A geometrician exactly knew the different energies acting in each case, with the properties of the particles moved, could demonstrate that after the causes given, each particle acted precisely as it ought to act, and that It could not have acted otherwise than It did. However, It was the mathematician and astronomer Pierre-Simon Laplace who most clearly stated the concept of universal determinism shortly after d'Holbach, In 12 : We ought then to regard the present state of the universe as the effect of Its anterior state and as the cause of the one which is to follow.

Given for one instant an intelligence which could comprehend all the forces by which nature is animated and the respective situation of the beings who compose It - an Intelligence sufficiently vast to submit these data to analysis-- it would embrace in the same formula the motions of the greatest bodies of the universe and those of the lightest atom; for It nothing would be uncertain and the future, as the past, would be present to Its eyes.

The creativity of Laplace was tremendous. He demonstrated that the totality of celestial body motions at his time, the sun and the planets could be explained by the law of Newton, reducing the study of planets to a series of differential equations.

Urbain Jean Joseph Le Verrier discovered the planet Neptune in , only through calculation and not through astronomical observation. He then developed further Laplace's methods by, for example, approximating solutions to equations of degree 7 and concluded 14 : It therefore seems impossible to use the method of successive approximations to assert, by virtue of the terms of the second approximation, whether the system comprising Mercury, Venus, Earth, and Mars will be stable Indefinitely.

It is to be hoped that geometricians, by integrating the differential equations, will find a way to overcome this difficulty, which may well just depend on form. In the middle of the 19th century, it became clear that the motion of gases was far more complex to calculate than that of planets. One of their main postulates was the following: an isolated system in equilibrium is to be found in all its accessible microstates with equal probability. In , Maxwell described the viscosity of gases as a function of the distance between two collisions of molecules and he formulated a law of distribution of velocities.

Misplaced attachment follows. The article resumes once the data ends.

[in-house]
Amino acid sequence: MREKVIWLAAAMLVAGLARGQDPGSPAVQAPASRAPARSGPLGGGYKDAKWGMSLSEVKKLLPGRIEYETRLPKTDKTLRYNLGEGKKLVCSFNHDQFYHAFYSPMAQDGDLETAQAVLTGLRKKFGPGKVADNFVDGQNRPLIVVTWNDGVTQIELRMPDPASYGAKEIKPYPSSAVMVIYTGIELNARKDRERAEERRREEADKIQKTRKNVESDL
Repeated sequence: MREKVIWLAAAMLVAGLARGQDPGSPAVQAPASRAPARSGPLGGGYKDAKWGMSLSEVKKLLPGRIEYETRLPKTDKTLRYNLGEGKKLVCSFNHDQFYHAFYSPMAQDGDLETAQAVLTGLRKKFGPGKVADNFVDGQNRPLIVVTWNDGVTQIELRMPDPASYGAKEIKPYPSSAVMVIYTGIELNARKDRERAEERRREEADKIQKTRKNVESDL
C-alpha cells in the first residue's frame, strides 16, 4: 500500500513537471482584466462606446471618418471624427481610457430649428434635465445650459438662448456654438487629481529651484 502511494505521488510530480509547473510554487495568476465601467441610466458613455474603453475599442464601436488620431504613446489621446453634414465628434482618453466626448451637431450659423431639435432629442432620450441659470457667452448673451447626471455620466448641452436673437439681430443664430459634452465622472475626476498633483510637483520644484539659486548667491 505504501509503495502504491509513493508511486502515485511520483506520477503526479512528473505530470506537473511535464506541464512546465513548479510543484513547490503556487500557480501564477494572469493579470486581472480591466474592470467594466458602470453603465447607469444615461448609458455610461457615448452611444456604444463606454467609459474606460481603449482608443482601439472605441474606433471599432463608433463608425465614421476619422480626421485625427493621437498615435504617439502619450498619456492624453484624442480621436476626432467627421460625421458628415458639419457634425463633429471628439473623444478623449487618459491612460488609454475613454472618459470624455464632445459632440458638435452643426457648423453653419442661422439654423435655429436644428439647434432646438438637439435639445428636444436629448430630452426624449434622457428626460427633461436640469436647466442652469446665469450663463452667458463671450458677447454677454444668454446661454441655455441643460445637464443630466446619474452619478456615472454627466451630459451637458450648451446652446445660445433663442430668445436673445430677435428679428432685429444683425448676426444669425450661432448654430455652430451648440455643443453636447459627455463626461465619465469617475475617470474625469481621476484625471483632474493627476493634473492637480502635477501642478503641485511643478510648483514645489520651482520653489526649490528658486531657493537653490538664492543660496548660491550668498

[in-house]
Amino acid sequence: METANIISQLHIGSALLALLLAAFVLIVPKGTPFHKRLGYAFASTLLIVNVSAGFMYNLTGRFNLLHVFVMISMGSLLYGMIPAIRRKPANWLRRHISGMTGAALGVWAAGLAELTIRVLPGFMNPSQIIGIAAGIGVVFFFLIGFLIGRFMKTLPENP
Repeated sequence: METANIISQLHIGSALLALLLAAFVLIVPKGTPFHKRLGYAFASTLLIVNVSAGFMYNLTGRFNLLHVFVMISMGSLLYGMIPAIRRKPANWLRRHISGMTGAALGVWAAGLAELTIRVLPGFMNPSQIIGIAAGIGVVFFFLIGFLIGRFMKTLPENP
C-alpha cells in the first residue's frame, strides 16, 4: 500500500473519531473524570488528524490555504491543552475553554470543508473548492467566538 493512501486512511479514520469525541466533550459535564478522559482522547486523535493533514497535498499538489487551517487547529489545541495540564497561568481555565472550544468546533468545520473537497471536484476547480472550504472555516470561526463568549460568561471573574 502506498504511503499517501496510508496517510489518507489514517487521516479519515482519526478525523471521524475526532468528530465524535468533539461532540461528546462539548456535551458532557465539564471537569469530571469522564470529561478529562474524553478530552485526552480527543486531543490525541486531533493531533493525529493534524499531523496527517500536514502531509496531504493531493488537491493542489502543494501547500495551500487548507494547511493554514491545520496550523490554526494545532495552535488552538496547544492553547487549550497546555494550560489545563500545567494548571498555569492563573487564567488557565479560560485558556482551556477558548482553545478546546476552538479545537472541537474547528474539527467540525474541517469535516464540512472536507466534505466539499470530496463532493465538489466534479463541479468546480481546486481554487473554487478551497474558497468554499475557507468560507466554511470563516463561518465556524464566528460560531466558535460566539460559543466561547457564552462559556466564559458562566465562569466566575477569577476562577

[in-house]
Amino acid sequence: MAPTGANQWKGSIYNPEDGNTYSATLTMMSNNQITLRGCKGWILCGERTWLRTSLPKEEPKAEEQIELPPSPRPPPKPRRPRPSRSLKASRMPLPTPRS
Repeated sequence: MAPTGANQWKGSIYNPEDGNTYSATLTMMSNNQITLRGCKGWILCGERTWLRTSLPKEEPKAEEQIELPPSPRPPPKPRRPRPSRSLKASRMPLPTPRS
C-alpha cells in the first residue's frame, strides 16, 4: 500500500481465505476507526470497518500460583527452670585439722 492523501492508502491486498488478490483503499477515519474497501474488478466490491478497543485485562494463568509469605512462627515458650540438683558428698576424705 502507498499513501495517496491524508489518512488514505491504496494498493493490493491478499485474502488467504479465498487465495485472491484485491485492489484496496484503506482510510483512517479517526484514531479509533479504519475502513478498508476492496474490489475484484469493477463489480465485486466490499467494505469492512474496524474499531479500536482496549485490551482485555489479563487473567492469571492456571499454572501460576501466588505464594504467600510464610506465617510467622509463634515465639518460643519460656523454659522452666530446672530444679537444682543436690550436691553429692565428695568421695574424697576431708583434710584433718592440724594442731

Boltzmann assumed that matter was formed of particles molecules, atoms an unproven assumption at his time, although Democrites had already suggested this more than years previously.

He postulated that these particles were in perpetual random motion. It is from these considerations that Boltzmann gave a mathematical expression to entropy. In physical terms, entropy is the measure of the uniformity of the distribution of energy, also viewed as the quantification of randomness in a system.

Since the particle motion in gases is unpredictable, a probabilistic description is justified. Changes over time within a system can be modelized using the a priori of a continuous time and differential equation s , while the a priori of a discontinuous time is often easier to solve mathematically, but the interesting idea of discontinuous time is far from being accepted today. One can define the state of the system at a given moment, and the set of these system states is named phase space see Table I.

A very small cause, which eludes us, determines a considerable effect that we cannot fail to see, and so we say that this effect Is due to chance.